The number of people dying from liver disease in the UK has risen by 400% over the last 40 years according to the British Liver Trust.
The charity is calling for the Government to introduce early liver disease screening along with a specific national liver health prevention campaign which it said could save £600m and thousands of lives.
Chief Executive of the Trust, Andrew Langford, said: “If we do nothing, we will continue to see ever increasing rates of liver damage and early death.
"The average age of death from liver disease is 57, that’s over 20 years lower than deaths from cancer, stroke and heart disease – liver disease is now the third most common cause of premature death."
The organisation has launched its fourth annual 'Love Your Liver' campaign along with an online screening tool which is designed to help the public assess their risk of liver disease.
Maria Davies' partner Martyn Rogers was one of eight patients whose deaths were 'avoidable' at Cardiff hospital. She has told ITV News about the loss on what would have been his birthday.
Maria said she blames Professor David Berry for Martyn's death: "He didn't just take Martyn's life, he took mine as well. I'm nothing without him now. I just want the answers, I just want to know why they took him."
Dr Kevin Harris, Medical Director at the University Hospitals of Leicester NHS Trust said:
“There are no concerns about the current mortality rates in liver resection procedures carried out at the University Hospitals of Leicester.
" However, if as a result of the coverage from Wales any patients or relatives would like to talk to us they should call (free phone) 0808 178 8337."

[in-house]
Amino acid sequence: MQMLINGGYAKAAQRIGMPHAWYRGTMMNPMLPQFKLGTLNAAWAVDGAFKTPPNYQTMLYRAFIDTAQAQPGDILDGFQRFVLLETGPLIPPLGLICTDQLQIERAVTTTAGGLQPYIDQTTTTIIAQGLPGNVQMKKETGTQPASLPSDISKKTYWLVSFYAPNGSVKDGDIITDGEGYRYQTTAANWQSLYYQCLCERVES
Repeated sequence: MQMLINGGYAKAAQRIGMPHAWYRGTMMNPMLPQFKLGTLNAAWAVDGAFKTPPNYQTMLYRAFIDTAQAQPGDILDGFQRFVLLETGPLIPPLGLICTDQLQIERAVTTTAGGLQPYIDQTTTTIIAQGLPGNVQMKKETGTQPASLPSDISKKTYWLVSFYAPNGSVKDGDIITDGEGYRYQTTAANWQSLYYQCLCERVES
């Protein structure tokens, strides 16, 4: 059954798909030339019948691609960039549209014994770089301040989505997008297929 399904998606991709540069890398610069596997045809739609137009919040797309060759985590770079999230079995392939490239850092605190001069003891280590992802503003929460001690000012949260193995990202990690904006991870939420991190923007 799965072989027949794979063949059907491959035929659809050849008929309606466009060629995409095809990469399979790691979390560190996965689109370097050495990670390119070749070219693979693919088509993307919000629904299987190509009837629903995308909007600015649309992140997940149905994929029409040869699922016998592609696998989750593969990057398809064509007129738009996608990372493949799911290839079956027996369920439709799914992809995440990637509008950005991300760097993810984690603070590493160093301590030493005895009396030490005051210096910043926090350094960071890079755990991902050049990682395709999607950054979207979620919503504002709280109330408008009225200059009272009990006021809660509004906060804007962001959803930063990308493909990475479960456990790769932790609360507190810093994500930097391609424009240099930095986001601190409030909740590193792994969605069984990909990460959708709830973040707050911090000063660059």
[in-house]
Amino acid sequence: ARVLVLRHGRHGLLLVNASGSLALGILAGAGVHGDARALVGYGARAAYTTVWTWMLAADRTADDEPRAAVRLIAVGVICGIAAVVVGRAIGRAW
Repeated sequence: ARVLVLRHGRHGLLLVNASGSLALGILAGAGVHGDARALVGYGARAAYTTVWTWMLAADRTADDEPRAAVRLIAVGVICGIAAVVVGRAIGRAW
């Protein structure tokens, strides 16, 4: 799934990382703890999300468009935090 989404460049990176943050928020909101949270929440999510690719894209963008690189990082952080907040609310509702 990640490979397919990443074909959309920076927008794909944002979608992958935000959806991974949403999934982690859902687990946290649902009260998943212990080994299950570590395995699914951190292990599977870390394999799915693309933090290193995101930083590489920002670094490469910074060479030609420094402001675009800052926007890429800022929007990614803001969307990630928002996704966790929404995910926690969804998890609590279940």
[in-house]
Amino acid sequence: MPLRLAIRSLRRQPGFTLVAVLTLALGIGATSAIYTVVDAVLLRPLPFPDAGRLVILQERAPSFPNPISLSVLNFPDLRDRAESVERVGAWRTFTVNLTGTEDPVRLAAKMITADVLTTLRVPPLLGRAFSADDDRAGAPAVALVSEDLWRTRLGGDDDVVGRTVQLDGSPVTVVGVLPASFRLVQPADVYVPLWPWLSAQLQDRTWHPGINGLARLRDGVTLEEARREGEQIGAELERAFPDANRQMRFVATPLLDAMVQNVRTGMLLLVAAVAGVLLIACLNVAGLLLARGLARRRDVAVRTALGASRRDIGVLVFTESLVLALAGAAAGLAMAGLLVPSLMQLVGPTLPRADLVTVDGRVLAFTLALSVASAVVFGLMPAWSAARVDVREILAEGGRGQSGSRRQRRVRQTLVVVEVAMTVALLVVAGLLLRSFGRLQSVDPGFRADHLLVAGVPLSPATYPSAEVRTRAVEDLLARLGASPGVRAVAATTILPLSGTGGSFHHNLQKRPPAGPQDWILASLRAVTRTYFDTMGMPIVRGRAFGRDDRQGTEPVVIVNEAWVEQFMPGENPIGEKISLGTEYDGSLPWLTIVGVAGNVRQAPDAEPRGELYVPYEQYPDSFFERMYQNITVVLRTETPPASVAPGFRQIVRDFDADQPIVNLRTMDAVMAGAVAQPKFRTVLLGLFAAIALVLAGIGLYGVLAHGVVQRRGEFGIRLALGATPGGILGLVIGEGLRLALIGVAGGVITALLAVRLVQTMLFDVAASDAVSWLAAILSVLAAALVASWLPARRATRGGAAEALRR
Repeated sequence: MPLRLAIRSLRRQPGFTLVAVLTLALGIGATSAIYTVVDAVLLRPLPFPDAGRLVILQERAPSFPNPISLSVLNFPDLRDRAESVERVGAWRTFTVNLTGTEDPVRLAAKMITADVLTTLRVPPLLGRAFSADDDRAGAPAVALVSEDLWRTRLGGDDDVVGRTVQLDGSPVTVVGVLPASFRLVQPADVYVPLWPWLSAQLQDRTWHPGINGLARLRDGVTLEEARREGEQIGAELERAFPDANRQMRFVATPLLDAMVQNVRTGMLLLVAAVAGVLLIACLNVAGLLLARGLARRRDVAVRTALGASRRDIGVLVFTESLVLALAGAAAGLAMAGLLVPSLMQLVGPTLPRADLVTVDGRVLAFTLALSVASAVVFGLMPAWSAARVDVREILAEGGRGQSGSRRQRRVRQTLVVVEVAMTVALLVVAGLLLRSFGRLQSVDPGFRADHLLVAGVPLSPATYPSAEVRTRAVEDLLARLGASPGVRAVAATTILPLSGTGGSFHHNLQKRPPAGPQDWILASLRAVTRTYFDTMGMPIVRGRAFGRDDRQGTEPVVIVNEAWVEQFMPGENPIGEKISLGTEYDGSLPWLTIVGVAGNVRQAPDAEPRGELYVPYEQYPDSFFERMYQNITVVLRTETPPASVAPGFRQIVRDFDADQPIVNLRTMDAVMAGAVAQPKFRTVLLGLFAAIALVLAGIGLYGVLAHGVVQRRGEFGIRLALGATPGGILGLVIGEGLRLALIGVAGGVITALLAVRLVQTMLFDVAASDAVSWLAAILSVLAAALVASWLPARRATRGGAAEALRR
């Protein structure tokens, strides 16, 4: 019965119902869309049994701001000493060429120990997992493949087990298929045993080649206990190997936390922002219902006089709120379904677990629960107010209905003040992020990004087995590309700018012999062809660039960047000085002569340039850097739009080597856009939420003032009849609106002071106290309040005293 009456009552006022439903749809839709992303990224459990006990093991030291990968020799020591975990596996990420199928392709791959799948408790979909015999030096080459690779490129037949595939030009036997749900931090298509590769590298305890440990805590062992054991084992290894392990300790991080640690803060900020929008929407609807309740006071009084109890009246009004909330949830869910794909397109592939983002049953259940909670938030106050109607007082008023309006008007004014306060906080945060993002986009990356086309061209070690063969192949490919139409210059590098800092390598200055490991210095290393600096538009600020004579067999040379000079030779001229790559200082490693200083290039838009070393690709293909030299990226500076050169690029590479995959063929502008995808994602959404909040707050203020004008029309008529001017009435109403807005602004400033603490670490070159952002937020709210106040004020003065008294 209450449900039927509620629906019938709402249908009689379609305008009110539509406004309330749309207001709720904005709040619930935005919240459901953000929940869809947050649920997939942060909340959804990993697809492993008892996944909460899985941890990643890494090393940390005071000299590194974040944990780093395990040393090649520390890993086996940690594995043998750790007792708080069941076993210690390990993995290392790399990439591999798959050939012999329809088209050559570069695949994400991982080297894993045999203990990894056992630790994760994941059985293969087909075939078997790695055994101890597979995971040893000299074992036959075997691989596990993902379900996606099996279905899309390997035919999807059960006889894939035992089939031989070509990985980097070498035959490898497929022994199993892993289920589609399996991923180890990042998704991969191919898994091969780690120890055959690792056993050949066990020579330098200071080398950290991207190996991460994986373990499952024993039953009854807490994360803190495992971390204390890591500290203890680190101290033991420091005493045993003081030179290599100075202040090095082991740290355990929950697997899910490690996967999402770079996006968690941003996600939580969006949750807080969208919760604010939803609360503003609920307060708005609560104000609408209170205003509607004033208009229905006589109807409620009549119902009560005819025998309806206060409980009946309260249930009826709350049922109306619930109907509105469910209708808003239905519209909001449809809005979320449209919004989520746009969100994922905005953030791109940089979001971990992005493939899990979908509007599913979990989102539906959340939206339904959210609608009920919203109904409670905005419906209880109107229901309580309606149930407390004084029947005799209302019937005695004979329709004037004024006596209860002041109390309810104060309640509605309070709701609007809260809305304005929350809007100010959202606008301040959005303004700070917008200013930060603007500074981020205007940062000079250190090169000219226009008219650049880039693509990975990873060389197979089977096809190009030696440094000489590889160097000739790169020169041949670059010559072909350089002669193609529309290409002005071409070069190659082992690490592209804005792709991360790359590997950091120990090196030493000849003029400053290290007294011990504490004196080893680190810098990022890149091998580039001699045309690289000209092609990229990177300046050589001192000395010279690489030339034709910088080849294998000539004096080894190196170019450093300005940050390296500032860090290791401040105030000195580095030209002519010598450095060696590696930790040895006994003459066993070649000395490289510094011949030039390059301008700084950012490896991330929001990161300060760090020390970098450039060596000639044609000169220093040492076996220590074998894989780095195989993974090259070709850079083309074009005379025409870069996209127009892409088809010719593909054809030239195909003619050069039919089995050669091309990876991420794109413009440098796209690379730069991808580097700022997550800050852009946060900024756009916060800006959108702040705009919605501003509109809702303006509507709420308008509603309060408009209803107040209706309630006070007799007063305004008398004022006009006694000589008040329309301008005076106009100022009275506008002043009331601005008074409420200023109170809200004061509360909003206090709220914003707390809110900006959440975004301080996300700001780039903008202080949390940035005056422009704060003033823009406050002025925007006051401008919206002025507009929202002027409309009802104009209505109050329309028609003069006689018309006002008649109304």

University Hospitals of Leicester NHS Trust has commissioned an independent review into work of a suspended liver surgeon in Wales who previous worked at its hospitals.
In a statement, it said some of Professor David Berry's results were "lower than expected."
Lawyers representing the family of a man whose ‘avoidable’ death was linked to suspended liver surgeon David Paul Berry have called for Cardiff & the Vale University Health Board to make the findings of its internal inquiry public.
Martyn Rogers who died of blood poisoning and acute liver failure on 25 July last year, a week after undergoing surgery by Mr Berry to remove tumours from his liver.
His partner Maria Davies says she is "shocked to the core" after learning the deaths of other patients may have been preventable.
Cardiff and Vale University Health Board has set up a helpline for anyone who is concerned about the surgical care they received in relation to liver surgery between February 2011 and October 2012.
The helpline number is: 0800 952 0244.
It will be open from noon to 8pm from tomorrow until Friday.
Bosses at Cardiff and Vale University Health Board revealed the full extent of their findings as the partner of one of the eight patients whose death was "unavoidable", began legal action to find out exactly what happened.
Martyn Rogers, 66, of Newport, died of blood poisoning and acute liver failure in summer 2012 at University Hospital Wales.
His death on July 25 came one week after surgeon Dr Berry carried out the vital operation to remove tumours from his liver.
Lawyers acting for Maria Davies, his partner of 40 years,have launched their own investigation into what happened in the case of Mr Rogers.
A spokesman for Cardiff and Vale University Health Board (UHB) has said it can: